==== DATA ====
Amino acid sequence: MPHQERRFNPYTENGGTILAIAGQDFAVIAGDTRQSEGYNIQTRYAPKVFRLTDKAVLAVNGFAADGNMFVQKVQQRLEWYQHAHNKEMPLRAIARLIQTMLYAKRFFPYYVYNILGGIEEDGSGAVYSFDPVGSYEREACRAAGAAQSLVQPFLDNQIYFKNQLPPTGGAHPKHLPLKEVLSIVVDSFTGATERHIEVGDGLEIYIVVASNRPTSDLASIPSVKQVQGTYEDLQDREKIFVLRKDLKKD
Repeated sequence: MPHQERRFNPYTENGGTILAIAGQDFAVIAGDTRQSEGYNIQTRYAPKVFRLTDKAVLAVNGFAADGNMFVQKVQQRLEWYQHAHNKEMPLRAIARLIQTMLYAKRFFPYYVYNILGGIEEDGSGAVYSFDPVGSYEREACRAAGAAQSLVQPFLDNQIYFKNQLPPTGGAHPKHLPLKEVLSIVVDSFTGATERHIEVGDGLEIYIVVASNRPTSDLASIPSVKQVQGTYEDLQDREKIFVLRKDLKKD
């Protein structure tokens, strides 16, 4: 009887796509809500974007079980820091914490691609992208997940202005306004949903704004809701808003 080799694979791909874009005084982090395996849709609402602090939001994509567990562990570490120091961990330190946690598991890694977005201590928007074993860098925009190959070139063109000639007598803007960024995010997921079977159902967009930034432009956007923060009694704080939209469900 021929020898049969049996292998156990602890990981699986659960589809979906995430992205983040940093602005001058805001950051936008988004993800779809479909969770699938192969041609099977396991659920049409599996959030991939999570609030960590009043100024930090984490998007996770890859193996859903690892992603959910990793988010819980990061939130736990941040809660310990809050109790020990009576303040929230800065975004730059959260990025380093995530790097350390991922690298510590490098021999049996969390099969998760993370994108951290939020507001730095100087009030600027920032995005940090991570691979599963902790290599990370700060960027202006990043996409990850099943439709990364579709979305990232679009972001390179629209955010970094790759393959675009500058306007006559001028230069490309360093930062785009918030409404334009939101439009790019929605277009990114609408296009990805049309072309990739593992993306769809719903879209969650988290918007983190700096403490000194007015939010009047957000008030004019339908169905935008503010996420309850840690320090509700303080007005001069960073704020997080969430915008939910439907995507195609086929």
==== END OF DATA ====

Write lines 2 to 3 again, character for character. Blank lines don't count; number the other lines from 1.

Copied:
Repeated sequence: MPHQERRFNPYTENGGTILAIAGQDFAVIAGDTRQSEGYNIQTRYAPKVFRLTDKAVLAVNGFAADGNMFVQKVQQRLEWYQHAHNKEMPLRAIARLIQTMLYAKRFFPYYVYNILGGIEEDGSGAVYSFDPVGSYEREACRAAGAAQSLVQPFLDNQIYFKNQLPPTGGAHPKHLPLKEVLSIVVDSFTGATERHIEVGDGLEIYIVVASNRPTSDLASIPSVKQVQGTYEDLQDREKIFVLRKDLKKD
């Protein structure tokens, strides 16, 4: 009887796509809500974007079980820091914490691609992208997940202005306004949903704004809701808003 080799694979791909874009005084982090395996849709609402602090939001994509567990562990570490120091961990330190946690598991890694977005201590928007074993860098925009190959070139063109000639007598803007960024995010997921079977159902967009930034432009956007923060009694704080939209469900 021929020898049969049996292998156990602890990981699986659960589809979906995430992205983040940093602005001058805001950051936008988004993800779809479909969770699938192969041609099977396991659920049409599996959030991939999570609030960590009043100024930090984490998007996770890859193996859903690892992603959910990793988010819980990061939130736990941040809660310990809050109790020990009576303040929230800065975004730059959260990025380093995530790097350390991922690298510590490098021999049996969390099969998760993370994108951290939020507001730095100087009030600027920032995005940090991570691979599963902790290599990370700060960027202006990043996409990850099943439709990364579709979305990232679009972001390179629209955010970094790759393959675009500058306007006559001028230069490309360093930062785009918030409404334009939101439009790019929605277009990114609408296009990805049309072309990739593992993306769809719903879209969650988290918007983190700096403490000194007015939010009047957000008030004019339908169905935008503010996420309850840690320090509700303080007005001069960073704020997080969430915008939910439907995507195609086929």